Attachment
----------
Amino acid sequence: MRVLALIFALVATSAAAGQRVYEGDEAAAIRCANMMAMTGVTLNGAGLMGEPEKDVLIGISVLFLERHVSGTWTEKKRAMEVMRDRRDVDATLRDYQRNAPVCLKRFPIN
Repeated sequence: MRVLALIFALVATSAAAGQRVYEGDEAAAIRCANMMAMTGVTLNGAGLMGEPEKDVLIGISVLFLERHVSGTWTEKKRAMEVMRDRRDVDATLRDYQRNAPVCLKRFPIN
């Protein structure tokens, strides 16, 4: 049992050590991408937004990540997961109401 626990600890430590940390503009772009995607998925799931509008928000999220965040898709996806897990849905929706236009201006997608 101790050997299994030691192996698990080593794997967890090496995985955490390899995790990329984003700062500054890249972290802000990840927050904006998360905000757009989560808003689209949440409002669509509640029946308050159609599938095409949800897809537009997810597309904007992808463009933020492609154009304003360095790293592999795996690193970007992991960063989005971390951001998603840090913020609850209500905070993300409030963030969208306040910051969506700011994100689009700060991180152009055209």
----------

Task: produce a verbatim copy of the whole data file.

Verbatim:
Amino acid sequence: MRVLALIFALVATSAAAGQRVYEGDEAAAIRCANMMAMTGVTLNGAGLMGEPEKDVLIGISVLFLERHVSGTWTEKKRAMEVMRDRRDVDATLRDYQRNAPVCLKRFPIN
Repeated sequence: MRVLALIFALVATSAAAGQRVYEGDEAAAIRCANMMAMTGVTLNGAGLMGEPEKDVLIGISVLFLERHVSGTWTEKKRAMEVMRDRRDVDATLRDYQRNAPVCLKRFPIN
């Protein structure tokens, strides 16, 4: 049992050590991408937004990540997961109401 626990600890430590940390503009772009995607998925799931509008928000999220965040898709996806897990849905929706236009201006997608 101790050997299994030691192996698990080593794997967890090496995985955490390899995790990329984003700062500054890249972290802000990840927050904006998360905000757009989560808003689209949440409002669509509640029946308050159609599938095409949800897809537009997810597309904007992808463009933020492609154009304003360095790293592999795996690193970007992991960063989005971390951001998603840090913020609850209500905070993300409030963030969208306040910051969506700011994100689009700060991180152009055209």